Grounding the Boeing 737 Max will hit profits at German travel company TUI.
Europe’s largest tour company said Friday that its 2019 earnings would be reduced by €200 million ($225 million), assuming flights of the best-selling aircraft resume by mid-July.
Shares in TUI (TUIFF) plummeted 8% in Frankfurt following the announcement.
The company operates 15 of the grounded Boeing aircraft, which make up 10% of its total fleet, and it was expecting another eight of the jets to be delivered by the end of May.
TUI said grounding the 737 Max has forced it to lease new aircraft and extend the leases on others. It needs to know “within weeks” when flights will resume otherwise profits could take an additional hit of €100 million ($112 million), the company added.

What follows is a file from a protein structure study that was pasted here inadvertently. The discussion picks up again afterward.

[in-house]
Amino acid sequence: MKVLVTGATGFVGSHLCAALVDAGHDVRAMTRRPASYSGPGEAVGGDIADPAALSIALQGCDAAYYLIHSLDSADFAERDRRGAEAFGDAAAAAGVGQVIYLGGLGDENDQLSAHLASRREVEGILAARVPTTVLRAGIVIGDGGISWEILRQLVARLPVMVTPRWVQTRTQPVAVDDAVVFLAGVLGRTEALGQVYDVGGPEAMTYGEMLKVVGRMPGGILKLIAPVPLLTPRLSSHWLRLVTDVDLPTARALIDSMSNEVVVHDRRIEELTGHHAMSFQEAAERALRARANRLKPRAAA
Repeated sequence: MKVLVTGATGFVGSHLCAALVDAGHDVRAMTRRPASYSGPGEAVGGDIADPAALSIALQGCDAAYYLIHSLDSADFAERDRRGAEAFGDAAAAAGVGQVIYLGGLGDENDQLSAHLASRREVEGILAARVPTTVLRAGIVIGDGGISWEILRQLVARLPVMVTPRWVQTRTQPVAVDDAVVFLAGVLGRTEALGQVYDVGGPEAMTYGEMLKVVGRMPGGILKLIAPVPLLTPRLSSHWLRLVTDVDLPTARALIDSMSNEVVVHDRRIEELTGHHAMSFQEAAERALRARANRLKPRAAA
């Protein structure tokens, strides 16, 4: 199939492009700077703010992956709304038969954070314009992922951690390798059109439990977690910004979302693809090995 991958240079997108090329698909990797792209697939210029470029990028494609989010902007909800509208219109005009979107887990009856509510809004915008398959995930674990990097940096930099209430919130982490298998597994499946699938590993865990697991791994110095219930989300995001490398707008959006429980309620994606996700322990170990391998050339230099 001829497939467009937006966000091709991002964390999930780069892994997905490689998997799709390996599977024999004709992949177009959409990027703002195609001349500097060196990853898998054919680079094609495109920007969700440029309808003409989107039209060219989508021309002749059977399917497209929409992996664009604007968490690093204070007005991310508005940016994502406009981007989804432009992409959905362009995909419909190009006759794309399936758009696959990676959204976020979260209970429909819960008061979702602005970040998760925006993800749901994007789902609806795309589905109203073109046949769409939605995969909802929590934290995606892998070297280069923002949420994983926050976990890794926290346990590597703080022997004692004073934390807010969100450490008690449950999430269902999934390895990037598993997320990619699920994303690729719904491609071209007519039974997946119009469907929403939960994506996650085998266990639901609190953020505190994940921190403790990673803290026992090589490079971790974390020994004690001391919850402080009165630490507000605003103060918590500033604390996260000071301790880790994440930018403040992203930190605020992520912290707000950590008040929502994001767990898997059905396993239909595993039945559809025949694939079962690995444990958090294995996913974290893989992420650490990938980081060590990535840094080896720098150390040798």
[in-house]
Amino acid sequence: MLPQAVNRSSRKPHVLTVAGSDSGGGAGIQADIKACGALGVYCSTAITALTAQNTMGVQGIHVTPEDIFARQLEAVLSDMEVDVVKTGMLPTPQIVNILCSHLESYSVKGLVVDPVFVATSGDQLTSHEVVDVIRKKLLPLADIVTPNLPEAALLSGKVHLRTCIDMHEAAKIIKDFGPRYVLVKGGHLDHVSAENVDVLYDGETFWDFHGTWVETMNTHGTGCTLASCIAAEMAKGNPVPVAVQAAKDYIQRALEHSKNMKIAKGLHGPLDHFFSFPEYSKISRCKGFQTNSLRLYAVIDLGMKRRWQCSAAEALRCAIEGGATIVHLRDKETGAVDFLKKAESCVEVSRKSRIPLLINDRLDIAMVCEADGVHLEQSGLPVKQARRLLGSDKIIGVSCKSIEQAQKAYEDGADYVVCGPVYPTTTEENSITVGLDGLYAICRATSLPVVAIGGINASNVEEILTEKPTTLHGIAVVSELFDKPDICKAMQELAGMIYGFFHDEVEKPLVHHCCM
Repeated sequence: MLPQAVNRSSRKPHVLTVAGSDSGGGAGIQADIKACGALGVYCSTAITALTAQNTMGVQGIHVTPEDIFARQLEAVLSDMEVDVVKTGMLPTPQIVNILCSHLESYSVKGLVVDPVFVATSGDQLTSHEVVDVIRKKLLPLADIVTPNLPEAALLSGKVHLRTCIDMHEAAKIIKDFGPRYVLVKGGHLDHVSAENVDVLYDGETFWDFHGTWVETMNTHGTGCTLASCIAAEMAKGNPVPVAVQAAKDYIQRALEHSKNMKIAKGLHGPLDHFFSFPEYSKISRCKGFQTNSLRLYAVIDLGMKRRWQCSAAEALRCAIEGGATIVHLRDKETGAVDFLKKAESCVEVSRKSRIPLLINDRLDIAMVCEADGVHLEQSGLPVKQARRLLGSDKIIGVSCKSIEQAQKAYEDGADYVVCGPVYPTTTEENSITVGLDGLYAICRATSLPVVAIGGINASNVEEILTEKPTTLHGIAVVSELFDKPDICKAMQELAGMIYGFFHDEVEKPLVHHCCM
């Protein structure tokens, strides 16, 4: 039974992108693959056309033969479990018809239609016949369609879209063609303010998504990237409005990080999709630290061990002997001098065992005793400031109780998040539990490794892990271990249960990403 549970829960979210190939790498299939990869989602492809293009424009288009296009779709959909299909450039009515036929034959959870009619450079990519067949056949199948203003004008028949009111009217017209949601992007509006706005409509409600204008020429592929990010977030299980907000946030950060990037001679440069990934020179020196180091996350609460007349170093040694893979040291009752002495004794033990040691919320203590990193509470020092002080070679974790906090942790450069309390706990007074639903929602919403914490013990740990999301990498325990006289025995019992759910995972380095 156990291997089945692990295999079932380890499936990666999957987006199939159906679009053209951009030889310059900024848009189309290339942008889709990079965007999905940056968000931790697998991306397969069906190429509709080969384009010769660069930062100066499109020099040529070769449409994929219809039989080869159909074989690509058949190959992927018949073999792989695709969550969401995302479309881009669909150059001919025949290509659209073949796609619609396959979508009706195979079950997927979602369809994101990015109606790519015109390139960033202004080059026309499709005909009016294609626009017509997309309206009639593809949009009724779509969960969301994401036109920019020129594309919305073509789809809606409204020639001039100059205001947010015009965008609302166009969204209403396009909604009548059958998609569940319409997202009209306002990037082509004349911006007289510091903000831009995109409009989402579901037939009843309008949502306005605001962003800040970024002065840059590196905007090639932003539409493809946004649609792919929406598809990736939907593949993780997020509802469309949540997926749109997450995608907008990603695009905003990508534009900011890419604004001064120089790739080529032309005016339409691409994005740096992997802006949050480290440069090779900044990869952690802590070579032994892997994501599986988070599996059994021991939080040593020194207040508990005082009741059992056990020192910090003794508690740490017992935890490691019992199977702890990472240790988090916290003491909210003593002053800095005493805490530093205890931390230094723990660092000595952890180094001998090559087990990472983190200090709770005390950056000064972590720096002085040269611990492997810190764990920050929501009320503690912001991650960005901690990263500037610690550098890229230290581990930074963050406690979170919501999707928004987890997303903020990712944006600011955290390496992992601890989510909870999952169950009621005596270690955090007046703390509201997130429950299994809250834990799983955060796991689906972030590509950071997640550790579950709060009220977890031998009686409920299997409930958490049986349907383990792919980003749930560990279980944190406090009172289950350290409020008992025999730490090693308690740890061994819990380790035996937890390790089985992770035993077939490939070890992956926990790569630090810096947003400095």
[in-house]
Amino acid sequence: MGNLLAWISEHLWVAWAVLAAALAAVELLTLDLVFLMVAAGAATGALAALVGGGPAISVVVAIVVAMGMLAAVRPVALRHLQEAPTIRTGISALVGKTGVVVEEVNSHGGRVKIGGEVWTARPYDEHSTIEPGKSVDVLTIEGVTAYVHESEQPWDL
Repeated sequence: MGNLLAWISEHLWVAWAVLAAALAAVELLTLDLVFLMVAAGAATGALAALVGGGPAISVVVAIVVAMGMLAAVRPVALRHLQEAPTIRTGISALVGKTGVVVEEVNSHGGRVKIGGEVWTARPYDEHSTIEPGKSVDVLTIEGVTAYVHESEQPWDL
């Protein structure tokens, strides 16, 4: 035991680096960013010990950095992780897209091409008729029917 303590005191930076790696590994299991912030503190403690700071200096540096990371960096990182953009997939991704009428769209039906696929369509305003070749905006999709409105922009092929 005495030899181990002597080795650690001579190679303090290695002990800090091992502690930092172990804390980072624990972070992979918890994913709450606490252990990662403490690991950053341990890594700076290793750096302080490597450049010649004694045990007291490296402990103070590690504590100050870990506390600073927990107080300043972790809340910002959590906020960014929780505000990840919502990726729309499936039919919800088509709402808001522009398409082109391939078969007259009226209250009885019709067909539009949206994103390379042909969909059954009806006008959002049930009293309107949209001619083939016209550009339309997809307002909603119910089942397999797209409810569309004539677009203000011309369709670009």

The profit warning is the latest example of the mounting financial cost to Boeing’s customers of the decision to ground all 737 Max planes following two deadly crashes in five months.
Southwest Airlines warned earlier this week that the 737 Max groundings are hurting its ticket sales.
The carrier said the number of seats it can sell this quarter will be much lower than previously expected because it isn’t flying as many planes. It said it’s canceled 2,800 flights because of the 737 issue.
Southwest (LUV) has more 737 Max planes than any other US airline. American Airlines (AAL) and United Airlines (UAL) also have the planes in their fleets.
Boeing unveiled an overhaul to a software system and additional pilot training for the 737 Max on Wednesday.
Aviation authorities have fingered the software system as a leading factor in a Lion Air crash last October. Investigators have drawn similarities between flight data from that crash and the Ethiopian Airlines crash this month.